When Does Failing to Signal Become Reckless Driving in Virginia?
On roads and highways across the Commonwealth of Virginia, drivers are required to use vehicle signals to indicate when they will turn, slow down, or stop. Any driver who disregards these requirements can face criminal charges for reckless driving. If convicted, a reckless driving offender can face prison time and severe criminal fines.
Required Vehicle Signals
Code of Virginia Section 46.2-848 establishes the overarching state laws for required vehicle signals. Under this section, every driver must give a signal when they intend to:
- Turn or partially turn their vehicle;
- Slow their vehicle;
- Back up their vehicle; or
- Stop their vehicle.
That being said, Section 46.2-848 also requires drivers to check first before engaging in any of these vehicle movements. If turning, slowing, backing up, or stopping would be unsafe, the driver must react accordingly under this section.
Method for Giving Signals
Code of Virginia Section 46.2-849 provides the legal methods for vehicle signaling. The standard approach involves the mechanical and electronic functions of the automobile in question. In other words, the driver should use their turn or brake signals as normal.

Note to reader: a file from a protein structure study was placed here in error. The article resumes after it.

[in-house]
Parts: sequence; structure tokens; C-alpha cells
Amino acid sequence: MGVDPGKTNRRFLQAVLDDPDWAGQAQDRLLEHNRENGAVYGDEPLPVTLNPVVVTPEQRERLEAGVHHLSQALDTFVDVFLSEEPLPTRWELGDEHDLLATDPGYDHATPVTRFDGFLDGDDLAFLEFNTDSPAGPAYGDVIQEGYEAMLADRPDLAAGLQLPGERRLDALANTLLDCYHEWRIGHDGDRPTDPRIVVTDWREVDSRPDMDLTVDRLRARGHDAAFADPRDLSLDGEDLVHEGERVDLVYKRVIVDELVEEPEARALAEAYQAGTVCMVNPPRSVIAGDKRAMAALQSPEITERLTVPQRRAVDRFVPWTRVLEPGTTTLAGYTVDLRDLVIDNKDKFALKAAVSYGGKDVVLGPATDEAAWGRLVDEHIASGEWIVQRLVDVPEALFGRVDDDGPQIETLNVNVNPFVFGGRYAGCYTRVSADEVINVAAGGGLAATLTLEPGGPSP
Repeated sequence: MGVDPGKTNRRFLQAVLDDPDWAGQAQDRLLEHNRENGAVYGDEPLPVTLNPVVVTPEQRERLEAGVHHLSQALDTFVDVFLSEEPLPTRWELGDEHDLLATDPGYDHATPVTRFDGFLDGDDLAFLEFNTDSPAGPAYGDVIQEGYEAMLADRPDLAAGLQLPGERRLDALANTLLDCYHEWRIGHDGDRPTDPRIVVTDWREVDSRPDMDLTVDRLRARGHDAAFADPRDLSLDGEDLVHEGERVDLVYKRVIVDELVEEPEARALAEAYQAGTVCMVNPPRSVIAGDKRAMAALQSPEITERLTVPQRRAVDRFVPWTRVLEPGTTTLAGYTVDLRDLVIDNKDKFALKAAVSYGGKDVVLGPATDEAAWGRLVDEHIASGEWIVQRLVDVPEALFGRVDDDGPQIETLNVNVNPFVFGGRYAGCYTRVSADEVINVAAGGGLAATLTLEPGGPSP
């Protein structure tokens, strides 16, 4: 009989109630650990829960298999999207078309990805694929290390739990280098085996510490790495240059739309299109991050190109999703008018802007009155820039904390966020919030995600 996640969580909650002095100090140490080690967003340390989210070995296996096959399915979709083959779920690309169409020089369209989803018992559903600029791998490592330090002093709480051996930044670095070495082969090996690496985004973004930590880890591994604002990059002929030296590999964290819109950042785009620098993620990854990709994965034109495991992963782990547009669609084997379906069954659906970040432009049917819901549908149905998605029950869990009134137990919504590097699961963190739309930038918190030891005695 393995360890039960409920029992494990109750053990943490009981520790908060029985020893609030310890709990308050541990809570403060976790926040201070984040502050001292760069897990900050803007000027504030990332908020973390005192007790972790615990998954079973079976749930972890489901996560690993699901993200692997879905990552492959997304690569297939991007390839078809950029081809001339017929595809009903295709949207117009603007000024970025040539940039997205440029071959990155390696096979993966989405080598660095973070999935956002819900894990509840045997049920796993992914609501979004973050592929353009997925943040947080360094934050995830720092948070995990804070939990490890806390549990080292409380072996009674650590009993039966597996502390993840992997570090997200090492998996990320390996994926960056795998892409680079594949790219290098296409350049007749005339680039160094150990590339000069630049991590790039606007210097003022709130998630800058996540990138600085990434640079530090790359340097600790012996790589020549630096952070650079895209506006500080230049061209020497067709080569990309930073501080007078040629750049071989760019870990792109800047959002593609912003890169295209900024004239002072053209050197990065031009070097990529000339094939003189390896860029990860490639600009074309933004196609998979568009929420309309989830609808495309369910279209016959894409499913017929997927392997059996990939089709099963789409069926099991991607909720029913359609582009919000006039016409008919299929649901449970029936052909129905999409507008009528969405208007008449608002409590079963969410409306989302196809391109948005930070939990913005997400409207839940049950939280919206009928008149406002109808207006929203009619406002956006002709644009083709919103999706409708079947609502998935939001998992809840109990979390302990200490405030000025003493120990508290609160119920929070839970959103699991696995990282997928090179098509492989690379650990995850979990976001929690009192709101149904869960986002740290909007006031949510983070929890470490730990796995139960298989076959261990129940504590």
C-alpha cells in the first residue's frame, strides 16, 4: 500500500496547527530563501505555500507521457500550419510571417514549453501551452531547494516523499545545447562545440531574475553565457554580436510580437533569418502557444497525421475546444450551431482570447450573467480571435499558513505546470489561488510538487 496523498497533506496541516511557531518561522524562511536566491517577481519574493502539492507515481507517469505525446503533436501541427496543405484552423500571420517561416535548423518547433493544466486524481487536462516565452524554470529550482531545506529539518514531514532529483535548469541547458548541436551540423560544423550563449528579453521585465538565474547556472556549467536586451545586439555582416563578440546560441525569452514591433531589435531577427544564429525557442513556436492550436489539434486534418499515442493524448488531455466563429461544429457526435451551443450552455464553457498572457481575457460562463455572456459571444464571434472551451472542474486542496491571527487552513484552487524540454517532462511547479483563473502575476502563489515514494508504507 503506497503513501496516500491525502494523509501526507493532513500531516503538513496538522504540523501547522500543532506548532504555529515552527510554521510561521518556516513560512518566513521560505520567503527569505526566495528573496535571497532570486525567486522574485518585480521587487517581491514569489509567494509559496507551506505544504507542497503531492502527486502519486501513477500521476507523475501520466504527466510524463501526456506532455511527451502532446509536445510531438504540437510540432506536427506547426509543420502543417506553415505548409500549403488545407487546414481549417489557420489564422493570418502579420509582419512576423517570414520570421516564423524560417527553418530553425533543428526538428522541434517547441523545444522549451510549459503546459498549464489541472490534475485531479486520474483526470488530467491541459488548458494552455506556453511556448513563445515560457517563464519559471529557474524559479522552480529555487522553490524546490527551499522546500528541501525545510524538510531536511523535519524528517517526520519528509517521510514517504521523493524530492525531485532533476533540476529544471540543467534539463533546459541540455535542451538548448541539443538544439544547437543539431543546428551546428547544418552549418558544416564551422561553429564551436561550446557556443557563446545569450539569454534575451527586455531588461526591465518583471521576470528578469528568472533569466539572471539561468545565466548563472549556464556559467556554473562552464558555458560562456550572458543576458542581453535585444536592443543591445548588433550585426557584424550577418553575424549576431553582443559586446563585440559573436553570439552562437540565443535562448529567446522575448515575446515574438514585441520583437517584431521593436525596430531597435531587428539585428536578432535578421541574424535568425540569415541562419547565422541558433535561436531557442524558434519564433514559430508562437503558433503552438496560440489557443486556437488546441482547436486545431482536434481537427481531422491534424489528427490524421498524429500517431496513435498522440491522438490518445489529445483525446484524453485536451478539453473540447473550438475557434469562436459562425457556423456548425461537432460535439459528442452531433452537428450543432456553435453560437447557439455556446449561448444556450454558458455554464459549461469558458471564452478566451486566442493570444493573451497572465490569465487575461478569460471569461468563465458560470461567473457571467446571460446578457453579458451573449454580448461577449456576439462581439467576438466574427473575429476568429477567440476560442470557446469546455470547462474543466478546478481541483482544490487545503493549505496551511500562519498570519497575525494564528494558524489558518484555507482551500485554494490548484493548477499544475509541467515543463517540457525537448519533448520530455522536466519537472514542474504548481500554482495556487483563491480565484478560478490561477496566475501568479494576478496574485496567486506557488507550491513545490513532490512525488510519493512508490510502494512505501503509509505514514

When standard mechanical or electronic are impaired or unavailable, Section 46.2-849 also authorizes drivers to use hand or arm signals as follows:
- Turning Left — The driver should extend their arm horizontally and aligned with their shoulder;
- Turning Right —The driver should extend their arm upward; or
- Slowing or Stopping — The driver should extend their arm downward.
Changing Course After Giving Signal
Code of Virginia Section 46.2-850 outlines the considerations for changing course after giving a signal. Under this section, drivers must proceed in the same course as indicated by their signal. If a driver needs to change course, they must give a new signal properly indicating the new course of direction.
Failure to Give Proper Signals
Code of Virginia Section 46.2-860 makes it unlawful to operate a vehicle without giving proper signals. More specifically, a driver must give timely and adequate signals, as described in the previous sections, before turning, slowing, or stopping.
Any person who violates Section 46.2-860 is guilty of reckless driving. Reckless driving is normally punishable as a Class 1 misdemeanor under Code of Virginia Section 46.2-868. Upon conviction, an offender usually faces a maximum of 12 months in county jail and $2,500 in criminal fines, either or both.
Additionally, Code of Virginia Section 46.2-392 mandates driver’s license suspension for reckless driving convictions. Under this section, reckless driving results in driver’s license suspension for a period of 10 days to six months.
Let Us Help You Today
If you have legal questions about Virginia charges for reckless driving, it can be decidedly helpful to consult with a dependable criminal defense attorney. The Winchester reckless driving attorneys at Simms Showers LLP have defended clients against many types of criminal charges, including reckless driving. If you need legal help with criminal defense, contact us today for a free initial consultation.